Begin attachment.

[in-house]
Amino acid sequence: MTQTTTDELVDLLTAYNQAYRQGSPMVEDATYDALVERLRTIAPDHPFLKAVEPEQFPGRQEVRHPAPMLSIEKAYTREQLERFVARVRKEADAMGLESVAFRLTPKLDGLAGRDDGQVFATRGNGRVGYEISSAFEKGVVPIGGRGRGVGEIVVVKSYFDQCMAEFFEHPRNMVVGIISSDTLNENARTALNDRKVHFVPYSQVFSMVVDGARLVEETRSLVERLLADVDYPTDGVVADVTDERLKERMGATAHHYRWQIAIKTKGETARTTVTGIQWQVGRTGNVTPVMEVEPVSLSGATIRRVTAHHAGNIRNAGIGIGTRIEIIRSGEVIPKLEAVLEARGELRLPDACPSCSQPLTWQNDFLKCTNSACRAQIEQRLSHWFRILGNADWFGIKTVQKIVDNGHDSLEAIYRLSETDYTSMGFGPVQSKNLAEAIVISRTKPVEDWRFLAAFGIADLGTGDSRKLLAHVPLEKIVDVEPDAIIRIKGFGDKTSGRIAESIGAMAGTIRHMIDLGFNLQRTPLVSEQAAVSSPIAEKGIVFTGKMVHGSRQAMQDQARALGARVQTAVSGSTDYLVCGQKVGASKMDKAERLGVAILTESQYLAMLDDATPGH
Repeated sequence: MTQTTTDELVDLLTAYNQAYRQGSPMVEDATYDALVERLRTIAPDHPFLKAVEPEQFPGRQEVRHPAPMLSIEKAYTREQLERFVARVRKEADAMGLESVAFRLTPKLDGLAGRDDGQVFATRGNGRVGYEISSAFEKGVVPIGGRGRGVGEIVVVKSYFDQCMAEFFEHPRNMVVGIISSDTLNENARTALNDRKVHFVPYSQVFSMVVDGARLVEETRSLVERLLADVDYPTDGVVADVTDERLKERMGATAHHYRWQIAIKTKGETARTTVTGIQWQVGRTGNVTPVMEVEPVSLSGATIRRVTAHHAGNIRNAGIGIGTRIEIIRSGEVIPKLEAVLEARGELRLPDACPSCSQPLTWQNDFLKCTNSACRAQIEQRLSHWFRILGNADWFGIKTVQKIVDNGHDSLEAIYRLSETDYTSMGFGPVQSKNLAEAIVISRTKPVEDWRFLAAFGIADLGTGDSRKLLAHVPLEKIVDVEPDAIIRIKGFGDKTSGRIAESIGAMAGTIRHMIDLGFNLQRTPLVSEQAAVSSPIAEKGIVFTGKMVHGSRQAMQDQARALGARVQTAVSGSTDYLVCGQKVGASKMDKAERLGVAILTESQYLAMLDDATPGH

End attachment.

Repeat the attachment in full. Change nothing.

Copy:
[in-house]
Amino acid sequence: MTQTTTDELVDLLTAYNQAYRQGSPMVEDATYDALVERLRTIAPDHPFLKAVEPEQFPGRQEVRHPAPMLSIEKAYTREQLERFVARVRKEADAMGLESVAFRLTPKLDGLAGRDDGQVFATRGNGRVGYEISSAFEKGVVPIGGRGRGVGEIVVVKSYFDQCMAEFFEHPRNMVVGIISSDTLNENARTALNDRKVHFVPYSQVFSMVVDGARLVEETRSLVERLLADVDYPTDGVVADVTDERLKERMGATAHHYRWQIAIKTKGETARTTVTGIQWQVGRTGNVTPVMEVEPVSLSGATIRRVTAHHAGNIRNAGIGIGTRIEIIRSGEVIPKLEAVLEARGELRLPDACPSCSQPLTWQNDFLKCTNSACRAQIEQRLSHWFRILGNADWFGIKTVQKIVDNGHDSLEAIYRLSETDYTSMGFGPVQSKNLAEAIVISRTKPVEDWRFLAAFGIADLGTGDSRKLLAHVPLEKIVDVEPDAIIRIKGFGDKTSGRIAESIGAMAGTIRHMIDLGFNLQRTPLVSEQAAVSSPIAEKGIVFTGKMVHGSRQAMQDQARALGARVQTAVSGSTDYLVCGQKVGASKMDKAERLGVAILTESQYLAMLDDATPGH
Repeated sequence: MTQTTTDELVDLLTAYNQAYRQGSPMVEDATYDALVERLRTIAPDHPFLKAVEPEQFPGRQEVRHPAPMLSIEKAYTREQLERFVARVRKEADAMGLESVAFRLTPKLDGLAGRDDGQVFATRGNGRVGYEISSAFEKGVVPIGGRGRGVGEIVVVKSYFDQCMAEFFEHPRNMVVGIISSDTLNENARTALNDRKVHFVPYSQVFSMVVDGARLVEETRSLVERLLADVDYPTDGVVADVTDERLKERMGATAHHYRWQIAIKTKGETARTTVTGIQWQVGRTGNVTPVMEVEPVSLSGATIRRVTAHHAGNIRNAGIGIGTRIEIIRSGEVIPKLEAVLEARGELRLPDACPSCSQPLTWQNDFLKCTNSACRAQIEQRLSHWFRILGNADWFGIKTVQKIVDNGHDSLEAIYRLSETDYTSMGFGPVQSKNLAEAIVISRTKPVEDWRFLAAFGIADLGTGDSRKLLAHVPLEKIVDVEPDAIIRIKGFGDKTSGRIAESIGAMAGTIRHMIDLGFNLQRTPLVSEQAAVSSPIAEKGIVFTGKMVHGSRQAMQDQARALGARVQTAVSGSTDYLVCGQKVGASKMDKAERLGVAILTESQYLAMLDDATPGH